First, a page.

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On the Right Path - RN Finds Calling in Role at Saint Joseph

September 25, 2009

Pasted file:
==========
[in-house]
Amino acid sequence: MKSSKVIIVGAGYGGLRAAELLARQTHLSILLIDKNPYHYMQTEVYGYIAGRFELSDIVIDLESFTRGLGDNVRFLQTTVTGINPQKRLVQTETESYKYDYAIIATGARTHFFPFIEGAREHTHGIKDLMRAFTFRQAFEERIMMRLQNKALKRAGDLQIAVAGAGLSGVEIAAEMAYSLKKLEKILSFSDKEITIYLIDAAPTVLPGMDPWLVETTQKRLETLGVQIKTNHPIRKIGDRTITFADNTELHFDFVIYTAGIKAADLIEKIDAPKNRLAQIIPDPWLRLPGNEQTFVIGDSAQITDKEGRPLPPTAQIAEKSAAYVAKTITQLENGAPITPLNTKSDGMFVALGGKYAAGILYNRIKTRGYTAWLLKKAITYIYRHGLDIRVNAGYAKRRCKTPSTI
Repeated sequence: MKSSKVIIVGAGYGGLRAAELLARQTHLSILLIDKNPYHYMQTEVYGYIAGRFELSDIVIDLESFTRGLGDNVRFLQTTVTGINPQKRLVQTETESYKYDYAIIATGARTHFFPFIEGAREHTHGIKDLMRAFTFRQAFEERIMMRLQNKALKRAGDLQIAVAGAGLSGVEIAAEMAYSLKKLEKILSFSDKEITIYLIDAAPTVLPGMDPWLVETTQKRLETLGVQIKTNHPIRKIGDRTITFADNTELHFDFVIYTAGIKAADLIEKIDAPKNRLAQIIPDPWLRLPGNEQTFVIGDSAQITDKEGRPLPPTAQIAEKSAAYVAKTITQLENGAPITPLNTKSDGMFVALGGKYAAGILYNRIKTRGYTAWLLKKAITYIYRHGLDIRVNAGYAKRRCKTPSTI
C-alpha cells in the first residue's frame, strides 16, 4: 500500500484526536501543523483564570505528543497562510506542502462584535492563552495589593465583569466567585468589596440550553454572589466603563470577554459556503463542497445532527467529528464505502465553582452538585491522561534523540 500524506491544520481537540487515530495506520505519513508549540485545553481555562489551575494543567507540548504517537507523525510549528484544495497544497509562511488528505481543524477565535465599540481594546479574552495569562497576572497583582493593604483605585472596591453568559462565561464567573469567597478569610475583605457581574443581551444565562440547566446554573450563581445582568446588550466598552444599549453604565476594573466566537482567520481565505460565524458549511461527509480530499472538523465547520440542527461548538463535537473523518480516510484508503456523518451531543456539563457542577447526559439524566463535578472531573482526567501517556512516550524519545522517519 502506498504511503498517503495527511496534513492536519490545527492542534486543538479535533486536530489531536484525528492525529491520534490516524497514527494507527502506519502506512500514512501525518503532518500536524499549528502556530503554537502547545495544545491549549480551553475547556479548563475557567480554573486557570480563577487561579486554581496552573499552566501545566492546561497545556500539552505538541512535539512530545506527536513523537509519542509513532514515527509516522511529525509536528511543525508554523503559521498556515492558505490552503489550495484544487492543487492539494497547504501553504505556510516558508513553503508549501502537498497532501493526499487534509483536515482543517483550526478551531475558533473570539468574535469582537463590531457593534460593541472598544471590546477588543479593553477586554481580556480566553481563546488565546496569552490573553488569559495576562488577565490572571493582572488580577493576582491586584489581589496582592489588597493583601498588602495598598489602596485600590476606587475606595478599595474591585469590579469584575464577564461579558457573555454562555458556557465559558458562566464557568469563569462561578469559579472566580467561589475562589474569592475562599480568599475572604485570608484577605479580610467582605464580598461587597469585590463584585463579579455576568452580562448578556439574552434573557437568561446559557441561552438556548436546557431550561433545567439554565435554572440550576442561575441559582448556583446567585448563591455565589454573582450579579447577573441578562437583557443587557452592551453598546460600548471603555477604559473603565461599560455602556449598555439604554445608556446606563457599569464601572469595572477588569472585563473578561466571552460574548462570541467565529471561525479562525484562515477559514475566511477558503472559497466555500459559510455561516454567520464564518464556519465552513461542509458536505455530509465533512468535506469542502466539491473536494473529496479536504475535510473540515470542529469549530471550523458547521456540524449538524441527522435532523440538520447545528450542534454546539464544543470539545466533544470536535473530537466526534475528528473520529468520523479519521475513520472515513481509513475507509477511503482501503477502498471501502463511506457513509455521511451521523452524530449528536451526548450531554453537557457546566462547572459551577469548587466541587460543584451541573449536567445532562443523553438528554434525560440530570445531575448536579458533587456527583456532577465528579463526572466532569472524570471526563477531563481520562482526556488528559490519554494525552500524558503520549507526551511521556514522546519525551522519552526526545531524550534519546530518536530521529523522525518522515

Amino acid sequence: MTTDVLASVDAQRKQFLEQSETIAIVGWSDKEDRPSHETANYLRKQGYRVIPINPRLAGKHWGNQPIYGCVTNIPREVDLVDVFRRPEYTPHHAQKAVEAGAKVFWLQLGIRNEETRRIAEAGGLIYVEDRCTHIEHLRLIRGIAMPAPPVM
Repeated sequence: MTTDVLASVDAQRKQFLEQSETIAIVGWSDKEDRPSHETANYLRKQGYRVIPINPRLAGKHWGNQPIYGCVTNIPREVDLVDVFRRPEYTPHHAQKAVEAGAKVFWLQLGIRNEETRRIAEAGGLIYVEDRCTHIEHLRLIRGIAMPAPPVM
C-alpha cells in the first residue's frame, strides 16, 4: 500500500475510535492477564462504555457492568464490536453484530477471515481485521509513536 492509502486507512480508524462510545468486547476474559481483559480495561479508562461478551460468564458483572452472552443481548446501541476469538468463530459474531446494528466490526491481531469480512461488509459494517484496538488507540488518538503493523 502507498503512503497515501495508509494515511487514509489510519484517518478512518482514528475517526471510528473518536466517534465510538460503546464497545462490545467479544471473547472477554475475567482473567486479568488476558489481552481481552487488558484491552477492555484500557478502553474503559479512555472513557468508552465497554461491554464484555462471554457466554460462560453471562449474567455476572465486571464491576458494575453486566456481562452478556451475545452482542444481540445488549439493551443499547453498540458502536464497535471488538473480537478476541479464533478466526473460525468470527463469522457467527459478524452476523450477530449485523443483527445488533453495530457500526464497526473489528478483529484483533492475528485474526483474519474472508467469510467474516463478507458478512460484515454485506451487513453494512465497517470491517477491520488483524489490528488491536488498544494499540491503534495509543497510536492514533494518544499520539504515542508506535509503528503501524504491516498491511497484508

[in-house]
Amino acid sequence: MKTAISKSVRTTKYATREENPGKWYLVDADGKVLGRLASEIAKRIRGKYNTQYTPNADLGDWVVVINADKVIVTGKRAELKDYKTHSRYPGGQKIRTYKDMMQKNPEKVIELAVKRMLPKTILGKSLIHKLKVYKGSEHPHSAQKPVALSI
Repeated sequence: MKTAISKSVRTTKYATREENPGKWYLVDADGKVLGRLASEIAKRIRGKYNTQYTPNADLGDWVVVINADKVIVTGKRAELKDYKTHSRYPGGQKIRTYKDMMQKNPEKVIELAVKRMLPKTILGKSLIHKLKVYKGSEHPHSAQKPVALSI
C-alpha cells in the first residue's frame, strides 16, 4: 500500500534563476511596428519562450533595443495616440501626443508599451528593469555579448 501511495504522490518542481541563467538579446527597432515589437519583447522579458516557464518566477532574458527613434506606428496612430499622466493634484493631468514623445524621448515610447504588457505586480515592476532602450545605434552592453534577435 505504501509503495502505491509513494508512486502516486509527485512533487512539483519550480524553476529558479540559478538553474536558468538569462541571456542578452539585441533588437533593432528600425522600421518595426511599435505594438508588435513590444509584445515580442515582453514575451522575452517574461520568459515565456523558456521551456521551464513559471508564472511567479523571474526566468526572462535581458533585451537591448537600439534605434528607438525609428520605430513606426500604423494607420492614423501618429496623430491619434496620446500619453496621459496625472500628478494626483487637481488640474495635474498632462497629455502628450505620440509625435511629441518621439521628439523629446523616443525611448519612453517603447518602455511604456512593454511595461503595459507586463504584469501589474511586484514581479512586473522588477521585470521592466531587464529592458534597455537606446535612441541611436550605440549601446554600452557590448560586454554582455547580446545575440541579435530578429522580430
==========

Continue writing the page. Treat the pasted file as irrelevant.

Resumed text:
On the right path: RN finds calling in role at St. Joseph -------------------------------------------------------------------------------- by Joelle Moran Staff Writer Sometimes your career path leads you to where you’re meant to be. For Chris Vittum, RN and MSN, and Director of Quality and Regulatory Compliance at Exempla St. Joseph Hospital, that couldn’t be more true. After filling several important clinical and supervisory roles in her 23 years with St. Joseph, Vittum took over her new position in mid-June and says the job responsibilities have come naturally. “I’m a nurse by background and I always want to be a patient advocate, and it’s the ultimate patient advocacy role,” Vittum said. “If we’re always doing what’s right for the patient, and if I can see something we can improve upon, that’s what I want to do. It’s the right thing to do.” Vittum’s new position covers two areas for the Denver hospital: quality and regulatory. On the quality side, she oversees the “report cards” that measure care in each clinical area, such as critical care, OBGYN, emergency, etc. Several of these factors are “publicly reported indicators” that are required by the state and different quality groups nationwide. Other indicators St. Joseph’s reports that are not required but deemed important to the hospital include patient satisfaction, access to care and growth. The report cards enable patients and prospective patients to gauge quality and see patient outcomes. Working with Dr. Richard Hesky, a physician who oversees the Performance Excellence Committee (PEC), Vittum makes sure things are being reported and completed. The PEC then sends its information onto St. Joseph’s Executive Committee. If a clinical area is not doing as well the PEC would like, the members develop plans to produce better results and bring these departments to where they need to be, Vittum said. On the regulatory side of her position, Vittum prepares the hospital for various regulatory reviews such as the Joint Commission Survey (JCS). The commission is a nonprofit organization operated by a board of doctors, nurses and consumers that sets the standards by which health care quality is measured in the United States. The Joint Commission accredits every hospital in the country every three years. St. Joseph’s was reaccredited in May. Health care facilities are also required to meet federal standards through the Centers for Medicare and Medicaid Services, the Food and Drug Administration and the Colorado Department of Health, among other non-governmental accrediting agencies. Vittum helps ensure St. Joseph is ready for any unannounced visits. Prior to assuming her new role, Vittum was Senior Director of Professional Practice when she was asked in November 2008 to prepare for the JCS in a short amount of time. “When I started doing that, it was sort of a natural fit for me,” she said. “A lot of people don’t like regulatory work, but I liked it very much. I liked seeing all of the improvements we’re doing. I wanted to be part of that.” After working on the JCS, which resulted in a small number of areas for improvement, Vittum said she wanted to continue focusing on quality and patient safety. She applied and was named Director of Quality and Regulatory Compliance. Vittum earned her BSN in 1985 and her MSN in 2000, both from the University of Colorado Health Sciences Center School of Nursing. Since being hired at St. Joseph in 1986, she has worked as a cardiac nurse in the Coronary Intensive Care Unit, a critical care educator, manager of a telemetry unit, interim CNO and associate CNO. “I’ve had a great career here. I’ve got to try a lot of different things,” she said. What she’s equally enjoyed is the mission, values and family-oriented atmosphere at St. Joseph that makes it feel like home. “We care about each other and want to do the best thing for our patients,” she said. “It’s about integrity and it’s a faith-based organization.” Vittum also appreciates that St. Joseph is a teaching institution and loves the energetic learning environment where it’s OK to ask questions. And in her newest role, she gets to use her educational background to help other people learn what they need to succeed, while at the same time learn about areas of the hospital she’s never been directly involved with and help them improve quality of care. “It’s been a really wonderful experience getting to know the hospital,” she said. “I’ve been here for 23 years and I’m getting to know more people than just on the inpatient nursing side.” While Vittum said there’s a lot of work ahead in her new position, it’s also exciting as the quality and regulatory roles are starting to blend within the hospital and industrywide. St. Joseph also implemented an electronic medical record system July 1, which Vittum says will affect quality and how it can be measured. But when the day is over, it’s not the measurements that count so much, it’s patient outcomes and satisfaction. “We are saving lives because of the work that we do,” she said. Exempla Healthcare is a nonprofit organization sponsored by the LMC Community Foundation and the Sisters of Charity Leavenworth Health System, according to the group’s website. In addition to Saint Joseph, Lutheran Medical Center in Wheat Ridge, Good Samaritan Medical Center in Lafayette, and the Exempla Physician Network are also part of the Exempla Healthcare System, which has 8,500 employees, volunteers and affiliated physicians.